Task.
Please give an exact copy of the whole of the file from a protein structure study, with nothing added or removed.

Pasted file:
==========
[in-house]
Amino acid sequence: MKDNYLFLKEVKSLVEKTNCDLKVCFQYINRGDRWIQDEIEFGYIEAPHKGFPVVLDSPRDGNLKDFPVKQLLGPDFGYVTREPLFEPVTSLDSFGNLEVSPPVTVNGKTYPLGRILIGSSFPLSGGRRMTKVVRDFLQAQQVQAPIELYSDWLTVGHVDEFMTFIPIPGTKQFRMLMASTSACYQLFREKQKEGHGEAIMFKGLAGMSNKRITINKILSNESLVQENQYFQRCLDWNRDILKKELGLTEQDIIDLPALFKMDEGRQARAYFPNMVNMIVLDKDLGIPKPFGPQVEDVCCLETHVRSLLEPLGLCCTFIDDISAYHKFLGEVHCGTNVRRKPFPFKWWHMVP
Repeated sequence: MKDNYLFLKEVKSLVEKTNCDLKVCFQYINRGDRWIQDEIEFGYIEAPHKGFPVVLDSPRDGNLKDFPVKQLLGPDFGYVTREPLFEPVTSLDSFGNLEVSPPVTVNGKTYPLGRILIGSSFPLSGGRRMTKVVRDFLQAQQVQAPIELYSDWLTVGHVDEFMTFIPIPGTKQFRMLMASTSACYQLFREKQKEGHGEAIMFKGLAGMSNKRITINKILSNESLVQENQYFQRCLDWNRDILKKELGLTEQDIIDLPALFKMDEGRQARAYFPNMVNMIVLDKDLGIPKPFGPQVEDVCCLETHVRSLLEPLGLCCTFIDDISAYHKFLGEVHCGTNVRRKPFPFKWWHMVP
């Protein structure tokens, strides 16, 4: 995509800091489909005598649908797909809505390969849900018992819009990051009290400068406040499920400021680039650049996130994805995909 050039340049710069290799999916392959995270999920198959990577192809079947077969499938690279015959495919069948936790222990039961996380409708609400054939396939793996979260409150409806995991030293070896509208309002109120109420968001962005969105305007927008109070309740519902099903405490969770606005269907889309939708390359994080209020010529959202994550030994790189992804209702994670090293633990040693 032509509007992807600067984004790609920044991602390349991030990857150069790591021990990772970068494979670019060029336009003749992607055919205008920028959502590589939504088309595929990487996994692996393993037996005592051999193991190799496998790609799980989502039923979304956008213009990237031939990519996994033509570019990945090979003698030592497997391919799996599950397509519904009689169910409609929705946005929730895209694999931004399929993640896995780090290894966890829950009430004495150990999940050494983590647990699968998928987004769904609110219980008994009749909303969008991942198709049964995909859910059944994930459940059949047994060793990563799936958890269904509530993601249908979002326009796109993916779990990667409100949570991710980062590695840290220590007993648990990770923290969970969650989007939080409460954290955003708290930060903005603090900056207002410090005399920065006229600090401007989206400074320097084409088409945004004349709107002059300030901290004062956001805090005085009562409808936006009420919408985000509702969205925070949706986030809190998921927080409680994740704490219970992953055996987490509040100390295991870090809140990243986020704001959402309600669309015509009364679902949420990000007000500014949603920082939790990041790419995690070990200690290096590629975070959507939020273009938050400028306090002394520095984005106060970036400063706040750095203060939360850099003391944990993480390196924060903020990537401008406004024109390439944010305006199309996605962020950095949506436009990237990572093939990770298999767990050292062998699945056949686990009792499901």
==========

[in-house]
Amino acid sequence: MKDNYLFLKEVKSLVEKTNCDLKVCFQYINRGDRWIQDEIEFGYIEAPHKGFPVVLDSPRDGNLKDFPVKQLLGPDFGYVTREPLFEPVTSLDSFGNLEVSPPVTVNGKTYPLGRILIGSSFPLSGGRRMTKVVRDFLQAQQVQAPIELYSDWLTVGHVDEFMTFIPIPGTKQFRMLMASTSACYQLFREKQKEGHGEAIMFKGLAGMSNKRITINKILSNESLVQENQYFQRCLDWNRDILKKELGLTEQDIIDLPALFKMDEGRQARAYFPNMVNMIVLDKDLGIPKPFGPQVEDVCCLETHVRSLLEPLGLCCTFIDDISAYHKFLGEVHCGTNVRRKPFPFKWWHMVP
Repeated sequence: MKDNYLFLKEVKSLVEKTNCDLKVCFQYINRGDRWIQDEIEFGYIEAPHKGFPVVLDSPRDGNLKDFPVKQLLGPDFGYVTREPLFEPVTSLDSFGNLEVSPPVTVNGKTYPLGRILIGSSFPLSGGRRMTKVVRDFLQAQQVQAPIELYSDWLTVGHVDEFMTFIPIPGTKQFRMLMASTSACYQLFREKQKEGHGEAIMFKGLAGMSNKRITINKILSNESLVQENQYFQRCLDWNRDILKKELGLTEQDIIDLPALFKMDEGRQARAYFPNMVNMIVLDKDLGIPKPFGPQVEDVCCLETHVRSLLEPLGLCCTFIDDISAYHKFLGEVHCGTNVRRKPFPFKWWHMVP
């Protein structure tokens, strides 16, 4: 995509800091489909005598649908797909809505390969849900018992819009990051009290400068406040499920400021680039650049996130994805995909 050039340049710069290799999916392959995270999920198959990577192809079947077969499938690279015959495919069948936790222990039961996380409708609400054939396939793996979260409150409806995991030293070896509208309002109120109420968001962005969105305007927008109070309740519902099903405490969770606005269907889309939708390359994080209020010529959202994550030994790189992804209702994670090293633990040693 032509509007992807600067984004790609920044991602390349991030990857150069790591021990990772970068494979670019060029336009003749992607055919205008920028959502590589939504088309595929990487996994692996393993037996005592051999193991190799496998790609799980989502039923979304956008213009990237031939990519996994033509570019990945090979003698030592497997391919799996599950397509519904009689169910409609929705946005929730895209694999931004399929993640896995780090290894966890829950009430004495150990999940050494983590647990699968998928987004769904609110219980008994009749909303969008991942198709049964995909859910059944994930459940059949047994060793990563799936958890269904509530993601249908979002326009796109993916779990990667409100949570991710980062590695840290220590007993648990990770923290969970969650989007939080409460954290955003708290930060903005603090900056207002410090005399920065006229600090401007989206400074320097084409088409945004004349709107002059300030901290004062956001805090005085009562409808936006009420919408985000509702969205925070949706986030809190998921927080409680994740704490219970992953055996987490509040100390295991870090809140990243986020704001959402309600669309015509009364679902949420990000007000500014949603920082939790990041790419995690070990200690290096590629975070959507939020273009938050400028306090002394520095984005106060970036400063706040750095203060939360850099003391944990993480390196924060903020990537401008406004024109390439944010305006199309996605962020950095949506436009990237990572093939990770298999767990050292062998699945056949686990009792499901």